Farm Children's Voices Project
Different Cultures, Different Farms 1994
Back Row: Sara Walsh, Derek Arseneault, Joanne McIsaac, Angus Mellish, Mat Hogan, Andrew McIsaac, Patsy Dingwell, Karen VanderAa, Trudy White (she didn't travel with us, but took the lead with many of our training sessions)
Front Row: Cory Ching, Andrew Winn, Jamy-Ellen Proud, Grace Younie, Melanie Ching, Frank Driscoll
Teresa Mellish, Jonathan Driscoll, and Verna Docherty went ahead of us to ensure things were all set.
By Patsy Dingwell
The Different Cultures, Different Farms Project in 1994 was my first introduction to Farmers Helping Farmers as chaperone with ten Island high school students.
The Farm Children's Voices project took place from 1993 to 1994. Eleven young people from Prince Edward Island went to Kenya for a month in July to learn about Kenya, Kenyan farms and Kenyan youth. Ten young people from Kenya came to Prince Edward Island in August to learn the same things about Canada. For approximately ten months prior to the exchanges, the youths undertook an extensive education and orientation program to prepare them for the adventure. *full project description below
This photo is at Kaaga Girls School in Meru, with Jamy-Ellen, Karen and Joanne.
While in Kenya, the Island students built a zero grazing unit for the school's cows at Kapsabet High School.
When on the Island, the Kenyan students were billeted with Island families. They also planted tree seedlings at the MacPhail homestead.
The other chaperones were Joanne McIsaac and Frank Driscoll and Trudy White was the coordinator.
More photos from Kenya:
Visiting the Kenya National Farmers Union Office
Welcomed at Rhoda's Farm just outside Nairobi...They had a lamb roast for us.
Patsy's hosts at the house where she was billeted.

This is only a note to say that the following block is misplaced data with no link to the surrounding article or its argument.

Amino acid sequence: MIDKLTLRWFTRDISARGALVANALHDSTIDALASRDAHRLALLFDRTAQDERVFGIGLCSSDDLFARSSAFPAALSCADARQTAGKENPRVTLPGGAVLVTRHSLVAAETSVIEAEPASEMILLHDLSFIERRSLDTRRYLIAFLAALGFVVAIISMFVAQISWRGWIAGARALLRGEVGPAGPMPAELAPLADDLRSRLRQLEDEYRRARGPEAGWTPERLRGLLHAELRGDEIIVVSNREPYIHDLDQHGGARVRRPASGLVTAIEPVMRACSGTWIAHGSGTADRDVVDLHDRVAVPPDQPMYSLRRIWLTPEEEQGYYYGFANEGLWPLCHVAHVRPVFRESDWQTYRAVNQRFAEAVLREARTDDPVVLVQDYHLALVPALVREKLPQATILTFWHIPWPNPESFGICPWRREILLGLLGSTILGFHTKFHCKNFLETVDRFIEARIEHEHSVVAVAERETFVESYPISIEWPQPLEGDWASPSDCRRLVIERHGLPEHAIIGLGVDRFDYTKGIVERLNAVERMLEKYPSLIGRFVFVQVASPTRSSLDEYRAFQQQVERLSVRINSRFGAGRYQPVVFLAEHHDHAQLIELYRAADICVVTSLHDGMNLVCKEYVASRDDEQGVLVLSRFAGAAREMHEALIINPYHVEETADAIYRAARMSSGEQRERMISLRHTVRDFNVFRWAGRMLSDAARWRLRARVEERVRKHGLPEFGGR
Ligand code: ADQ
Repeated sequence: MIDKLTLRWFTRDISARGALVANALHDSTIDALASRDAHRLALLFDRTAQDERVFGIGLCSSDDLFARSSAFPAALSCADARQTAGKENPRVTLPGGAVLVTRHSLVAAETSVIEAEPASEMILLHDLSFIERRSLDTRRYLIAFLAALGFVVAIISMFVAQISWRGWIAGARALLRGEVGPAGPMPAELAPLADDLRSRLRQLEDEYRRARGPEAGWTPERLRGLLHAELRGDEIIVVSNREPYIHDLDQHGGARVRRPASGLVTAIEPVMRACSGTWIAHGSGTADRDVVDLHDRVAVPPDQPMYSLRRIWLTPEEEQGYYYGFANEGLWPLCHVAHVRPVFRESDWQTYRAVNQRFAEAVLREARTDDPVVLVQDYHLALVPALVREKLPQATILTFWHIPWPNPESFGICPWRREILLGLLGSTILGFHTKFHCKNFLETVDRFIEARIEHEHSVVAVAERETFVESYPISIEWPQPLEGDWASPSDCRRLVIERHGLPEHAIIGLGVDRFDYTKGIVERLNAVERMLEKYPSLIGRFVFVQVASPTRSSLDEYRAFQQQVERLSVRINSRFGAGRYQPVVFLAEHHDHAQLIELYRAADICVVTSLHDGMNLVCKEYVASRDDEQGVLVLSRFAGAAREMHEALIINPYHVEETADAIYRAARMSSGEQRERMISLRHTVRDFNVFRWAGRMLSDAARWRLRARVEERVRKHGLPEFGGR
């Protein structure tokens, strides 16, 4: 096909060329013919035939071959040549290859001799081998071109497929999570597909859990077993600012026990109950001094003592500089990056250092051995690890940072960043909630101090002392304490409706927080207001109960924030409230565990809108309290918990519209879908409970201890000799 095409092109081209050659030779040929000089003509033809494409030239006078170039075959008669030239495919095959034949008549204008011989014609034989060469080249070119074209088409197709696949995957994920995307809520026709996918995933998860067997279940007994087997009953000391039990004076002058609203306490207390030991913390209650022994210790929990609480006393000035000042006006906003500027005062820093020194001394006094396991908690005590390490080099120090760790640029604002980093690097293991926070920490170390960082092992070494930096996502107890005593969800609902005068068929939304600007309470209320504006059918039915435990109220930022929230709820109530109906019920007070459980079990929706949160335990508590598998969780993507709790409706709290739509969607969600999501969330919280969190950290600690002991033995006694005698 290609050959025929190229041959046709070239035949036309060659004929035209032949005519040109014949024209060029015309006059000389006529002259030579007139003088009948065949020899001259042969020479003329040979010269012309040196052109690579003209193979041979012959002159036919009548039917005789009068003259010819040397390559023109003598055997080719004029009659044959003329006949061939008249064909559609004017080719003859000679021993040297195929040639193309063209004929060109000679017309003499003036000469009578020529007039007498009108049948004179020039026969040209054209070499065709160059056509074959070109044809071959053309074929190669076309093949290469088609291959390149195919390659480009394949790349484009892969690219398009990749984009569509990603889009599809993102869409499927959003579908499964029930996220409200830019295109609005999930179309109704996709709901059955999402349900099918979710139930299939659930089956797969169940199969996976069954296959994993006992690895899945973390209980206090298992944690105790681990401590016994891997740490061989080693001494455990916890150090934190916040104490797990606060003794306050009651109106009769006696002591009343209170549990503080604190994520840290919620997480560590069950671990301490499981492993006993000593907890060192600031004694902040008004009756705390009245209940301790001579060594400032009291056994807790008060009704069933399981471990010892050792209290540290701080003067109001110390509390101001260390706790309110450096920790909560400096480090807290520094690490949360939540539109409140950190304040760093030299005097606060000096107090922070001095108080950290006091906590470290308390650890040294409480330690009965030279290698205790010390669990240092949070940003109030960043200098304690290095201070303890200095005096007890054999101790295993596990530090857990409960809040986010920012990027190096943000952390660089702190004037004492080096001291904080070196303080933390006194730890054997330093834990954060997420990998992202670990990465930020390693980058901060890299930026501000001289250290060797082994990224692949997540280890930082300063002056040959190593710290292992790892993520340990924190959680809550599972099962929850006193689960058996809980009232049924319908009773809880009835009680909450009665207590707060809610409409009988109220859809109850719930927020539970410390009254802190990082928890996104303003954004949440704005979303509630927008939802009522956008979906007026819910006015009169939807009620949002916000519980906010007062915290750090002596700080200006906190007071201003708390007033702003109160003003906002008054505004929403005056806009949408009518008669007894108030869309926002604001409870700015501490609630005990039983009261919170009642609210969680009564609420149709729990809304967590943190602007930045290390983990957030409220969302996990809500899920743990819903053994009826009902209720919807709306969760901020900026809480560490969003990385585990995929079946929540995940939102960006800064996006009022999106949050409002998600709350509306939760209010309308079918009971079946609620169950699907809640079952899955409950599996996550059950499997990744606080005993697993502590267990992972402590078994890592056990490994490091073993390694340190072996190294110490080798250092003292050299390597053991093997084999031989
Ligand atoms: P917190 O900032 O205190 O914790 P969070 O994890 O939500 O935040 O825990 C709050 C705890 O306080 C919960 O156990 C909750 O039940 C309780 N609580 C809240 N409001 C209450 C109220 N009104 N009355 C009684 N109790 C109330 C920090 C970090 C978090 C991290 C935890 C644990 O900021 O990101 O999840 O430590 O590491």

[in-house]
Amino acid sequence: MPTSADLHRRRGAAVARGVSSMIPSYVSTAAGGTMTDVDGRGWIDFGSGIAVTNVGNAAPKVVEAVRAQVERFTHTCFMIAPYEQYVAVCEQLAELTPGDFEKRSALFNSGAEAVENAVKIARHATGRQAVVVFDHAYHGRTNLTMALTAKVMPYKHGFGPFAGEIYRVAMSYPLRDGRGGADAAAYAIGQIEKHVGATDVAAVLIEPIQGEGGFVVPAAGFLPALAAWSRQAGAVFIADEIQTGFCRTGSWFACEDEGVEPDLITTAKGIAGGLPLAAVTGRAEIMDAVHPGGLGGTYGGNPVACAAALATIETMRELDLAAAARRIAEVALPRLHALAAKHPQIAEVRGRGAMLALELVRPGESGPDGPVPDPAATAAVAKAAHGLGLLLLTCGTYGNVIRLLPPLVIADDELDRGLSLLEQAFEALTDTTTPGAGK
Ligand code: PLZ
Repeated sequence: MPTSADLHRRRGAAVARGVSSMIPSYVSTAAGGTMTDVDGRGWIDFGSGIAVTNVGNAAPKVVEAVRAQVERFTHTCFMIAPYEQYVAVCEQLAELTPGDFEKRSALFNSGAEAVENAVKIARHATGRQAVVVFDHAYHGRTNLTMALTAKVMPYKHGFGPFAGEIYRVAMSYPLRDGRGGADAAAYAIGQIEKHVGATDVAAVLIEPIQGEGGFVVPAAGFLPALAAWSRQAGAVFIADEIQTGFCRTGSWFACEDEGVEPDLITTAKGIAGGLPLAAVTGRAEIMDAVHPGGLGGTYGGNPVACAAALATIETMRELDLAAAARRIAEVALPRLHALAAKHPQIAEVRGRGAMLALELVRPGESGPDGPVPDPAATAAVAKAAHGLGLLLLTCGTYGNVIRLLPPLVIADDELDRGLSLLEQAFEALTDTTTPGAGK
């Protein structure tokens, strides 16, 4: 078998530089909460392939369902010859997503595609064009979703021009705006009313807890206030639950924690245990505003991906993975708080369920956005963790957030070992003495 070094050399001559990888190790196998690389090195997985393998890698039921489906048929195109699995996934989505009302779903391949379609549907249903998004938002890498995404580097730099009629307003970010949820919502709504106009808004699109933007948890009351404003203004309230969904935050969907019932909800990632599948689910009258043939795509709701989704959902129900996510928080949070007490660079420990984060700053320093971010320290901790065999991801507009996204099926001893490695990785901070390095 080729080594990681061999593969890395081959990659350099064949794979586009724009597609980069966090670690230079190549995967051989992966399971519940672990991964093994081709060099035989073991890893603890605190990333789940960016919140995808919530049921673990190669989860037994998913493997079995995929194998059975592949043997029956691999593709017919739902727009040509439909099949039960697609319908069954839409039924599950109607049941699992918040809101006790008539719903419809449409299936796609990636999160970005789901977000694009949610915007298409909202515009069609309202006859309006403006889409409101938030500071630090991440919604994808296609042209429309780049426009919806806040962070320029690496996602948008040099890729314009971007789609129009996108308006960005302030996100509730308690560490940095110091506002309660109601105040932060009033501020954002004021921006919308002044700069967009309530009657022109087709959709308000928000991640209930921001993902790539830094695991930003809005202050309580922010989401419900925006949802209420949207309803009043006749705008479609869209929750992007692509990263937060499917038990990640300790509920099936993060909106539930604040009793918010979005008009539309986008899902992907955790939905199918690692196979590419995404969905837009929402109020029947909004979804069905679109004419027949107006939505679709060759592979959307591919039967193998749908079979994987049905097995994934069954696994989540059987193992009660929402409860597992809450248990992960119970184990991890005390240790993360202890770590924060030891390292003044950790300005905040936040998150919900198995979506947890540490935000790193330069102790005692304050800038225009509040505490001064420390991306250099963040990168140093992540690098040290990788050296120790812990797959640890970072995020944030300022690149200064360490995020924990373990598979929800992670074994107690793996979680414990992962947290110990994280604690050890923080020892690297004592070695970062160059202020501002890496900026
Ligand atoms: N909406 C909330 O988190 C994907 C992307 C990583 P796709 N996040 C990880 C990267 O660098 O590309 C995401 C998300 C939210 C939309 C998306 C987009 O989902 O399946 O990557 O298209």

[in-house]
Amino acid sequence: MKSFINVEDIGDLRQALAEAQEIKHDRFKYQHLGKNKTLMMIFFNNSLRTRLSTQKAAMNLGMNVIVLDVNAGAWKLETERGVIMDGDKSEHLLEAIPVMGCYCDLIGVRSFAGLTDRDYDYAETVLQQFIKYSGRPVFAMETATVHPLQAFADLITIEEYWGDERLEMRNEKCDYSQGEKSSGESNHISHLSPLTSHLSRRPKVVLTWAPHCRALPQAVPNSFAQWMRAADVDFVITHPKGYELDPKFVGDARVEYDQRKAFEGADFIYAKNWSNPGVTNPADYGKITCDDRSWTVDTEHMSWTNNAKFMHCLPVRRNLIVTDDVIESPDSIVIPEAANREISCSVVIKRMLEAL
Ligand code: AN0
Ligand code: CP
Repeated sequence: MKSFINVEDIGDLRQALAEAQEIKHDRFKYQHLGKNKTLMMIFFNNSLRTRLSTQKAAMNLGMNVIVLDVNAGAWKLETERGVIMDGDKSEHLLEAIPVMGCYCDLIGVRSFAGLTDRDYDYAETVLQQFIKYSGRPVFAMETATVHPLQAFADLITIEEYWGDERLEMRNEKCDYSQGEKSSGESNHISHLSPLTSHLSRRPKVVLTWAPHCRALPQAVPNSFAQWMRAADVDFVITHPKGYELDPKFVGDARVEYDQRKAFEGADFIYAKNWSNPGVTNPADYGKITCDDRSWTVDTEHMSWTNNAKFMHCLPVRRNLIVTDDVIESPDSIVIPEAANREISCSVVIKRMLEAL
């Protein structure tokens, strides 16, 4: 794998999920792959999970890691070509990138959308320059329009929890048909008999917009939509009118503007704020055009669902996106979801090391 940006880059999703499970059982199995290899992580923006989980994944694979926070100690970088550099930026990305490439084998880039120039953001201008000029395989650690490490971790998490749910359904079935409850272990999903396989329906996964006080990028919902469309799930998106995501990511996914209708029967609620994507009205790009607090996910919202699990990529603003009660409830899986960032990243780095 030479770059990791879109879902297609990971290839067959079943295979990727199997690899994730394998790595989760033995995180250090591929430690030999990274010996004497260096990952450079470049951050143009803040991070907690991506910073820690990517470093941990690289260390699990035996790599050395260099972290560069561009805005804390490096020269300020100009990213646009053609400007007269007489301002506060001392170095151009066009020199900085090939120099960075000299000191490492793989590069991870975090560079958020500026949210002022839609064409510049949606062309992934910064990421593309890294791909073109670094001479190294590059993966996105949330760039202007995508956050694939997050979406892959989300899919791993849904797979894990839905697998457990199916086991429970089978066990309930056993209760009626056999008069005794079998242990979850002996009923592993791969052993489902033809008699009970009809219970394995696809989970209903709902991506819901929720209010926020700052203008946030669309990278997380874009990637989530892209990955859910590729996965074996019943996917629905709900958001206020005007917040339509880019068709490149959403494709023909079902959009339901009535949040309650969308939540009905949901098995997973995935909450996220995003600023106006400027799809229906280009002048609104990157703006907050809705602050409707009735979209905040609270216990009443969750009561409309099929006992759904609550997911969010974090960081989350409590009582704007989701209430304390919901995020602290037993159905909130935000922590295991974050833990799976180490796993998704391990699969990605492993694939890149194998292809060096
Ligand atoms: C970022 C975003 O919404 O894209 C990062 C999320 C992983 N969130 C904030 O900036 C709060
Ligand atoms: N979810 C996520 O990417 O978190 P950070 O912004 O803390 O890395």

The students visited a rice irrigation project in Kisumu and school children there welcomed them.
Different Cultures, Different Farms 1994
Different Cultures, Different Farms
Youth and Agriculture in Kenya and Prince Edward Island, Canada
An information kit prepared by The Farm Children's Voices Project
to complement the Prince Edward Island Grade 8 Geography Program
The support of The Prince Edward Island 4-H Council, The International Family Farm Exchange Association The Partners for Children Fund, Health and Welfare Canada,
The Kenyan National Farmers Union, The Young Farmers Clubs of Kenya The Kenya Ministry of Education
and the Prince Edward Island Department of Education and Human Resources
is gratefully acknowledged.
Our thanks to Videa, The Victoria International Development Education Association
for allowing the use of their graphics and illustrations
Introduction and Information to Teachers
Information on the Farm Children's Voices Project
The Farm Children's Voices project took place from 1993 to 1994. Eleven young people from Prince Edward Island went to Kenya for a month in July to learn about Kenya, Kenyan farms and Kenyan youth. Ten young people from Kenya came to Prince Edward Island in August to learn the same things about Canada. For approximately ten months prior to the exchanges, the youths undertook an extensive education and orientation program to prepare them for the adventure.